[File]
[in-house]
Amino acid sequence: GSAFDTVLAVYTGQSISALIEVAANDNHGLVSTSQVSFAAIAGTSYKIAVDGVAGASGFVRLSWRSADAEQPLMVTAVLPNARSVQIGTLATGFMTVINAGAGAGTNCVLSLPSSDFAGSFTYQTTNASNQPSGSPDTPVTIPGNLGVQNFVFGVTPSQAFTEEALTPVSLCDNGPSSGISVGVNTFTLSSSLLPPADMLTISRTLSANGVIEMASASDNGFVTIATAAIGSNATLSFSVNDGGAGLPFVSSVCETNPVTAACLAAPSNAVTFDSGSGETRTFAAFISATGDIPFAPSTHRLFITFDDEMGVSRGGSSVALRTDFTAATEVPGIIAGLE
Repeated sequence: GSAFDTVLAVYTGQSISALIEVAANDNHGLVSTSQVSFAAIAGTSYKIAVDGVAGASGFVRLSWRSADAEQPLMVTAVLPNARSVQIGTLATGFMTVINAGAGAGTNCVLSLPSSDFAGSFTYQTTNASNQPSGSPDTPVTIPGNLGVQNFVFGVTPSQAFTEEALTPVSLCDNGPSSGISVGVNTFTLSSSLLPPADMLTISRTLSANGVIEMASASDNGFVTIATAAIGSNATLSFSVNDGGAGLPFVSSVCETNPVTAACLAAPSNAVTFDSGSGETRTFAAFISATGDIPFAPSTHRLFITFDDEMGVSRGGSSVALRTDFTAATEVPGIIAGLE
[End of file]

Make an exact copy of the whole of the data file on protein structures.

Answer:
[in-house]
Amino acid sequence: GSAFDTVLAVYTGQSISALIEVAANDNHGLVSTSQVSFAAIAGTSYKIAVDGVAGASGFVRLSWRSADAEQPLMVTAVLPNARSVQIGTLATGFMTVINAGAGAGTNCVLSLPSSDFAGSFTYQTTNASNQPSGSPDTPVTIPGNLGVQNFVFGVTPSQAFTEEALTPVSLCDNGPSSGISVGVNTFTLSSSLLPPADMLTISRTLSANGVIEMASASDNGFVTIATAAIGSNATLSFSVNDGGAGLPFVSSVCETNPVTAACLAAPSNAVTFDSGSGETRTFAAFISATGDIPFAPSTHRLFITFDDEMGVSRGGSSVALRTDFTAATEVPGIIAGLE
Repeated sequence: GSAFDTVLAVYTGQSISALIEVAANDNHGLVSTSQVSFAAIAGTSYKIAVDGVAGASGFVRLSWRSADAEQPLMVTAVLPNARSVQIGTLATGFMTVINAGAGAGTNCVLSLPSSDFAGSFTYQTTNASNQPSGSPDTPVTIPGNLGVQNFVFGVTPSQAFTEEALTPVSLCDNGPSSGISVGVNTFTLSSSLLPPADMLTISRTLSANGVIEMASASDNGFVTIATAAIGSNATLSFSVNDGGAGLPFVSSVCETNPVTAACLAAPSNAVTFDSGSGETRTFAAFISATGDIPFAPSTHRLFITFDDEMGVSRGGSSVALRTDFTAATEVPGIIAGLE